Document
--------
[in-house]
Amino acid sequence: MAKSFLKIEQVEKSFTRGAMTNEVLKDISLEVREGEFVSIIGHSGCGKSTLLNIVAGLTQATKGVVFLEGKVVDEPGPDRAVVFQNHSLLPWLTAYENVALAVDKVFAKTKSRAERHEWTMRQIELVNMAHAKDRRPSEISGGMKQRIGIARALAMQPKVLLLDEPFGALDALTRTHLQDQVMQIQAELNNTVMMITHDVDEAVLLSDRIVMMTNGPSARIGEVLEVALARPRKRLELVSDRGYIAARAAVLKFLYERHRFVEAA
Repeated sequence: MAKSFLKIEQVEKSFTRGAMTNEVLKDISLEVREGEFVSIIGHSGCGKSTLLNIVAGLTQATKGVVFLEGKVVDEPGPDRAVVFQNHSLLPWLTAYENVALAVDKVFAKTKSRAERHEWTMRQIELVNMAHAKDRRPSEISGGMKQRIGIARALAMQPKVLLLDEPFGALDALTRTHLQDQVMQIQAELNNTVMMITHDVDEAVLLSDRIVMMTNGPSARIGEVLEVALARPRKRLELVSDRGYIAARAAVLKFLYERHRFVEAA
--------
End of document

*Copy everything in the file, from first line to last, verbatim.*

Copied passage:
[in-house]
Amino acid sequence: MAKSFLKIEQVEKSFTRGAMTNEVLKDISLEVREGEFVSIIGHSGCGKSTLLNIVAGLTQATKGVVFLEGKVVDEPGPDRAVVFQNHSLLPWLTAYENVALAVDKVFAKTKSRAERHEWTMRQIELVNMAHAKDRRPSEISGGMKQRIGIARALAMQPKVLLLDEPFGALDALTRTHLQDQVMQIQAELNNTVMMITHDVDEAVLLSDRIVMMTNGPSARIGEVLEVALARPRKRLELVSDRGYIAARAAVLKFLYERHRFVEAA
Repeated sequence: MAKSFLKIEQVEKSFTRGAMTNEVLKDISLEVREGEFVSIIGHSGCGKSTLLNIVAGLTQATKGVVFLEGKVVDEPGPDRAVVFQNHSLLPWLTAYENVALAVDKVFAKTKSRAERHEWTMRQIELVNMAHAKDRRPSEISGGMKQRIGIARALAMQPKVLLLDEPFGALDALTRTHLQDQVMQIQAELNNTVMMITHDVDEAVLLSDRIVMMTNGPSARIGEVLEVALARPRKRLELVSDRGYIAARAAVLKFLYERHRFVEAA